I started treatment for CIDP on October 1, 2007 with the 5 day loading dose. Even though I was in my early 60s at the time, I had been very active and in excellent physical condition. Steps had become a major problem, I could not stand for even a single full minute, and on the few trips I took, I required a wheelchair in the airport. I noticed no improvement after the loading dose, and no improvement after the next two maintenance doses given at three week intervals. However, after the third interval dose, I noticed improvement, and within the next several months I recovered 100% of my motor nerve use. I just returned from a ski trip to Colorado, if that gives you some idea of my recovery. I still use gabapentin because there is still some nerve discomfort, although that too has resolved to about 98% of normal. My doctor discontinued IVIG in July, 2009. I was not treated with corticosteroids. My doctor, who is one of the lead researchers and experts at Johns Hopkins, told me that 40% of CIDP patients have an excellent result with IVIG, another 40% show some improvement, and approximately 20% show no improvement at all. CIDP affects each of us differently. IVIG and other treatments also affect each of us differently. Starting out with ONLY IVIG would appear to be a common protocol. IVIG has been shown to have far fewer adverse effects than steroids. An expert’s opinion, preferably from one of the approved Centers of Excellence, may be something you should consider. I certainly consider myself extremely fortunate to have had a favorable outcome because, as you can see from the posts on this website, many do not. But I also credit an extraordinarily knowledgeable neurologist and excellent treatment protocols at Johns Hopkins for my recovery. I hope this helps.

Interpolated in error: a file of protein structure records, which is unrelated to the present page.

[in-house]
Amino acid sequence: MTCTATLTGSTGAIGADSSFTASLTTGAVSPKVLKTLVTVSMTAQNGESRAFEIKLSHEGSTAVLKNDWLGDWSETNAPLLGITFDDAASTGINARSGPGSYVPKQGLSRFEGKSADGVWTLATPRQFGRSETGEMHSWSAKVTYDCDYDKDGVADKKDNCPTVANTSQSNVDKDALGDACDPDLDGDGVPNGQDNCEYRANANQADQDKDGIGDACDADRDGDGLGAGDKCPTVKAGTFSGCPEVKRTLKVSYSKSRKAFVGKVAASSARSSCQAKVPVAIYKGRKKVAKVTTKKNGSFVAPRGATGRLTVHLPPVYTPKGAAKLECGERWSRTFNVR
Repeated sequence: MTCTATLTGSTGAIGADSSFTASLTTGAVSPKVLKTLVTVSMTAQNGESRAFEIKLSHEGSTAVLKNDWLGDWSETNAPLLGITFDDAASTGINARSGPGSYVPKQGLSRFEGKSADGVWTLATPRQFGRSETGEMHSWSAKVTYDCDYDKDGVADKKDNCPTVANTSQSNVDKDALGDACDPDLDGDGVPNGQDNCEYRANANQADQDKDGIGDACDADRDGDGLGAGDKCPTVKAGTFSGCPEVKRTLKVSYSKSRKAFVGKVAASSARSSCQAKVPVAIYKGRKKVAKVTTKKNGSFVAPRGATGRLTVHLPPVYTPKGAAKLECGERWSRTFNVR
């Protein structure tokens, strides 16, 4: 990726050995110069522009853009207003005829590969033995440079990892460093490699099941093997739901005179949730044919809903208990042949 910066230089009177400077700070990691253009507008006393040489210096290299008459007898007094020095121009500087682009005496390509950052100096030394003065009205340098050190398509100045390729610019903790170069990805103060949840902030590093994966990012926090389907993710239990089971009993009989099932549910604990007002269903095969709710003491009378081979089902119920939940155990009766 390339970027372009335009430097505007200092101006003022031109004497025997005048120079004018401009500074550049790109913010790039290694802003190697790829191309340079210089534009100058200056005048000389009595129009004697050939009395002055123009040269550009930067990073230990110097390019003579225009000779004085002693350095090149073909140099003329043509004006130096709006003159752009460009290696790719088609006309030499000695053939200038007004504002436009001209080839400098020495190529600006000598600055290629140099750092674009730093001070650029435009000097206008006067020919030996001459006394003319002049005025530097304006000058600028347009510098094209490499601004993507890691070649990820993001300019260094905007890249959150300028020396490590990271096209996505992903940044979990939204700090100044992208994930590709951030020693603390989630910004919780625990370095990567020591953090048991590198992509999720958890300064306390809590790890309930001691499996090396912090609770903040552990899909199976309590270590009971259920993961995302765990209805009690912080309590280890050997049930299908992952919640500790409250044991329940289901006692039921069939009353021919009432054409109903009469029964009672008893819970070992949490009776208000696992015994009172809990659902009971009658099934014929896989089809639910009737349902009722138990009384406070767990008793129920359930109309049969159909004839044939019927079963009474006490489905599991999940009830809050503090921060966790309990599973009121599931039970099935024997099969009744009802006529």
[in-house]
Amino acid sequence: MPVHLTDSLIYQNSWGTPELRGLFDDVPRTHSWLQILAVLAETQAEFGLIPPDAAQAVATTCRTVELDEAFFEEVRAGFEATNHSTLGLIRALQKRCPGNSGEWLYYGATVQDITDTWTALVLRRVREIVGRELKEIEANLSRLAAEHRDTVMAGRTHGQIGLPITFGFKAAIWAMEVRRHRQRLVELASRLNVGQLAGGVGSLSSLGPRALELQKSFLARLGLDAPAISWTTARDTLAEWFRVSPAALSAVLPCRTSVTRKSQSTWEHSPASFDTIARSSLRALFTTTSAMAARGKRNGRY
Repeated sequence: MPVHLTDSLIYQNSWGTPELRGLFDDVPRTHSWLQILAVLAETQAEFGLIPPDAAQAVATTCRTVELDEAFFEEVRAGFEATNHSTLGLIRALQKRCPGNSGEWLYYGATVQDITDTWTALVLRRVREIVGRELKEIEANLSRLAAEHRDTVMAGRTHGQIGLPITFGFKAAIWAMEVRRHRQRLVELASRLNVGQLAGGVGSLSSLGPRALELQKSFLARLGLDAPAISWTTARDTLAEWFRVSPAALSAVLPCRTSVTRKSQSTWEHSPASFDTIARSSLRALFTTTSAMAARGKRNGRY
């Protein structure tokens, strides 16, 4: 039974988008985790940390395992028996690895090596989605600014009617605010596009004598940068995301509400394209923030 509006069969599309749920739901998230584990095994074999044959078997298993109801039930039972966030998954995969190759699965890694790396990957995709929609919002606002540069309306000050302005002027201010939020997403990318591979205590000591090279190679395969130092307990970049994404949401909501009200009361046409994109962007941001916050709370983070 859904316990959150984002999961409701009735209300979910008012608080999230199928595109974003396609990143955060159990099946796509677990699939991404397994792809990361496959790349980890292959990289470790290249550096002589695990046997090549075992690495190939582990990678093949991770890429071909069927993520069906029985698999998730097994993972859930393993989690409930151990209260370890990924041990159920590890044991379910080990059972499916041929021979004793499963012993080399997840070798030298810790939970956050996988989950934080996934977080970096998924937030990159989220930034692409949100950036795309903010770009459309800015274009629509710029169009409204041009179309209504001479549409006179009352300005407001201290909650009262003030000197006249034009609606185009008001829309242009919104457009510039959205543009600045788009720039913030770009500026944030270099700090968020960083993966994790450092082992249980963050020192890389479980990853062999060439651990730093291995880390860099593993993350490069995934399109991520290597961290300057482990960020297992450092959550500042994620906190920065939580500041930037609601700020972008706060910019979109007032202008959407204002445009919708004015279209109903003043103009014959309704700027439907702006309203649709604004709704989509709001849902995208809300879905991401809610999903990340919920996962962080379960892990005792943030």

• Anonymous
      March 11, 2011 at 9:54 pm

      [COLOR=black] [/COLOR]
      [COLOR=black]In order to help answer your question, I need to get the time line correct. You had four infusions in the hospital less than two weeks ago, then one last week and one today, for a total of six, right? If so, then you may be someone who does not respond as quickly as others do. While many people do have very fast response, others often need a more aggressive approach for a few months before having significant recovery. If I have the time line wrong, and you have completed the six weekly IVIg treatments with minimal improvement, then you might need to continue with the aggressive approach for another few weeks. There are other options to consider; talk (if you can) with your neurologist about plasmapheresis and immunosuppressants.[/COLOR]
      [COLOR=black] [/COLOR]
      [COLOR=black]By the way, PT is probably a good idea, as long as the therapist knows how to provide therapy to someone with CIDP.[/COLOR]
      [COLOR=black] [/COLOR]
      [COLOR=black]Godspeed in reaching recovery,[/COLOR]